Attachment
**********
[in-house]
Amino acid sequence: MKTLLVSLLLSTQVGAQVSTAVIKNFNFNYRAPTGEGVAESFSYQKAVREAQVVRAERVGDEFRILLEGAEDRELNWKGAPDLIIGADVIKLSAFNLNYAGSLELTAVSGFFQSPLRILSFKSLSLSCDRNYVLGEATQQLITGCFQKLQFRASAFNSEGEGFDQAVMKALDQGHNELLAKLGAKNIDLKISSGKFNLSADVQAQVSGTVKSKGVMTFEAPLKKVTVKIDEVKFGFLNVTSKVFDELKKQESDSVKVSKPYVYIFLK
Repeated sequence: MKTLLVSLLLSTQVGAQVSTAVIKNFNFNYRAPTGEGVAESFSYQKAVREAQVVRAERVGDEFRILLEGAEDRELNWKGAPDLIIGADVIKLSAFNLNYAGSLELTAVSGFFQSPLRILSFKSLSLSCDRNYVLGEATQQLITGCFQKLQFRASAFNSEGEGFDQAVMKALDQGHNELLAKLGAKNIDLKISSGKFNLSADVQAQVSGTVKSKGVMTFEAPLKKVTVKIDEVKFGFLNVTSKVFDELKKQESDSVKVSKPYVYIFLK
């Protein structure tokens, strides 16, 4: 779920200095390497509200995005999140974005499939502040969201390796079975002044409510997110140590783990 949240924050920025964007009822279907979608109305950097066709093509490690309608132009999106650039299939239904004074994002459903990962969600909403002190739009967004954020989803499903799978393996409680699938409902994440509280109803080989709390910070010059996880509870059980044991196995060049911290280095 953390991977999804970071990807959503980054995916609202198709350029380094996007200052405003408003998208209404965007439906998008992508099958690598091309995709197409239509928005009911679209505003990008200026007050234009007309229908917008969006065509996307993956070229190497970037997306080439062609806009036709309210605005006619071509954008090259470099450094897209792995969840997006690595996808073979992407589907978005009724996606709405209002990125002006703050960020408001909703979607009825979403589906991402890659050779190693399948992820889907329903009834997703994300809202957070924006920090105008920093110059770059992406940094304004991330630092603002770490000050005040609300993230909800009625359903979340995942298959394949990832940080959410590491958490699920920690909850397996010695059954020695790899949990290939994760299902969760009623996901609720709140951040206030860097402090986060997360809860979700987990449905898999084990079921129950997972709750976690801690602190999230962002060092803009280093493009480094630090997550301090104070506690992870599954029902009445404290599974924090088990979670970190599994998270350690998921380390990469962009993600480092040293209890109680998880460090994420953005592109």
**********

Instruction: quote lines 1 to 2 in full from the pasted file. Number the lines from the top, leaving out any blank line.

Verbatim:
[in-house]
Amino acid sequence: MKTLLVSLLLSTQVGAQVSTAVIKNFNFNYRAPTGEGVAESFSYQKAVREAQVVRAERVGDEFRILLEGAEDRELNWKGAPDLIIGADVIKLSAFNLNYAGSLELTAVSGFFQSPLRILSFKSLSLSCDRNYVLGEATQQLITGCFQKLQFRASAFNSEGEGFDQAVMKALDQGHNELLAKLGAKNIDLKISSGKFNLSADVQAQVSGTVKSKGVMTFEAPLKKVTVKIDEVKFGFLNVTSKVFDELKKQESDSVKVSKPYVYIFLK